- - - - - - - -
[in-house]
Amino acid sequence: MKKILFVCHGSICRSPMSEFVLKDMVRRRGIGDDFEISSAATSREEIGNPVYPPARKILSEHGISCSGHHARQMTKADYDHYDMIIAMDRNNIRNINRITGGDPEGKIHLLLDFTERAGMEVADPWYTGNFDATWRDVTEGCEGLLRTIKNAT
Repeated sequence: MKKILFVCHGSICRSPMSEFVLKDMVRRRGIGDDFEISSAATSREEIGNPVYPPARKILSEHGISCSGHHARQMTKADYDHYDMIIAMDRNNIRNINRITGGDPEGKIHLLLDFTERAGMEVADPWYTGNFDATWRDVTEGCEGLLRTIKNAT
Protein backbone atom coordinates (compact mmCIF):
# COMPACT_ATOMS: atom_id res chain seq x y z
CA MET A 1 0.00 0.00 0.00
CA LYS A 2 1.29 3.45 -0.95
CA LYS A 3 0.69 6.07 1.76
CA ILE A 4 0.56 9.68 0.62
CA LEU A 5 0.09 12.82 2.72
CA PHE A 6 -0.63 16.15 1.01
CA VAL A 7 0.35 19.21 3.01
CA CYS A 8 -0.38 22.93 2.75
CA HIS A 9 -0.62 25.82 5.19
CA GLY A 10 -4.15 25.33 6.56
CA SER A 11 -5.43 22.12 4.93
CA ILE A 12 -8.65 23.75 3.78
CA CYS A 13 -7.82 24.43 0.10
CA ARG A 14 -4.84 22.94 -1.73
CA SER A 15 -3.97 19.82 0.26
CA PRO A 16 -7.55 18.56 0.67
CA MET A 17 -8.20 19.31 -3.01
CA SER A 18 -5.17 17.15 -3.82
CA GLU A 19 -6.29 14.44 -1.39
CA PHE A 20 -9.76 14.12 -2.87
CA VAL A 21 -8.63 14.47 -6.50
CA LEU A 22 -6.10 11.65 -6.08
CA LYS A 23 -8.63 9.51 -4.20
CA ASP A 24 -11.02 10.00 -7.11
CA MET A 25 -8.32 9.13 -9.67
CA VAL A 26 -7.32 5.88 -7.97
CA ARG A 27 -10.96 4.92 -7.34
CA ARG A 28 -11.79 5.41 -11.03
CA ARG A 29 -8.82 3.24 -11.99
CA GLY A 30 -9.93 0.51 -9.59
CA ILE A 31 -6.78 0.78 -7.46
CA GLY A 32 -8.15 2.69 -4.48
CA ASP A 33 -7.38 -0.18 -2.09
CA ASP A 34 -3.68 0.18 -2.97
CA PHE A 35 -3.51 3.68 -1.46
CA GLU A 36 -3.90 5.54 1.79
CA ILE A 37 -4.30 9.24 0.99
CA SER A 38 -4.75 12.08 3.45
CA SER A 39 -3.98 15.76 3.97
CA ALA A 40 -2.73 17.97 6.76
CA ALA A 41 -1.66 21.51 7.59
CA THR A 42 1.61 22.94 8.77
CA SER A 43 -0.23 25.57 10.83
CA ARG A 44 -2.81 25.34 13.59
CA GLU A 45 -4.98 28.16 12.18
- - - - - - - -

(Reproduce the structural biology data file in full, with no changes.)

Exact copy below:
[in-house]
Amino acid sequence: MKKILFVCHGSICRSPMSEFVLKDMVRRRGIGDDFEISSAATSREEIGNPVYPPARKILSEHGISCSGHHARQMTKADYDHYDMIIAMDRNNIRNINRITGGDPEGKIHLLLDFTERAGMEVADPWYTGNFDATWRDVTEGCEGLLRTIKNAT
Repeated sequence: MKKILFVCHGSICRSPMSEFVLKDMVRRRGIGDDFEISSAATSREEIGNPVYPPARKILSEHGISCSGHHARQMTKADYDHYDMIIAMDRNNIRNINRITGGDPEGKIHLLLDFTERAGMEVADPWYTGNFDATWRDVTEGCEGLLRTIKNAT
Protein backbone atom coordinates (compact mmCIF):
# COMPACT_ATOMS: atom_id res chain seq x y z
CA MET A 1 0.00 0.00 0.00
CA LYS A 2 1.29 3.45 -0.95
CA LYS A 3 0.69 6.07 1.76
CA ILE A 4 0.56 9.68 0.62
CA LEU A 5 0.09 12.82 2.72
CA PHE A 6 -0.63 16.15 1.01
CA VAL A 7 0.35 19.21 3.01
CA CYS A 8 -0.38 22.93 2.75
CA HIS A 9 -0.62 25.82 5.19
CA GLY A 10 -4.15 25.33 6.56
CA SER A 11 -5.43 22.12 4.93
CA ILE A 12 -8.65 23.75 3.78
CA CYS A 13 -7.82 24.43 0.10
CA ARG A 14 -4.84 22.94 -1.73
CA SER A 15 -3.97 19.82 0.26
CA PRO A 16 -7.55 18.56 0.67
CA MET A 17 -8.20 19.31 -3.01
CA SER A 18 -5.17 17.15 -3.82
CA GLU A 19 -6.29 14.44 -1.39
CA PHE A 20 -9.76 14.12 -2.87
CA VAL A 21 -8.63 14.47 -6.50
CA LEU A 22 -6.10 11.65 -6.08
CA LYS A 23 -8.63 9.51 -4.20
CA ASP A 24 -11.02 10.00 -7.11
CA MET A 25 -8.32 9.13 -9.67
CA VAL A 26 -7.32 5.88 -7.97
CA ARG A 27 -10.96 4.92 -7.34
CA ARG A 28 -11.79 5.41 -11.03
CA ARG A 29 -8.82 3.24 -11.99
CA GLY A 30 -9.93 0.51 -9.59
CA ILE A 31 -6.78 0.78 -7.46
CA GLY A 32 -8.15 2.69 -4.48
CA ASP A 33 -7.38 -0.18 -2.09
CA ASP A 34 -3.68 0.18 -2.97
CA PHE A 35 -3.51 3.68 -1.46
CA GLU A 36 -3.90 5.54 1.79
CA ILE A 37 -4.30 9.24 0.99
CA SER A 38 -4.75 12.08 3.45
CA SER A 39 -3.98 15.76 3.97
CA ALA A 40 -2.73 17.97 6.76
CA ALA A 41 -1.66 21.51 7.59
CA THR A 42 1.61 22.94 8.77
CA SER A 43 -0.23 25.57 10.83
CA ARG A 44 -2.81 25.34 13.59
CA GLU A 45 -4.98 28.16 12.18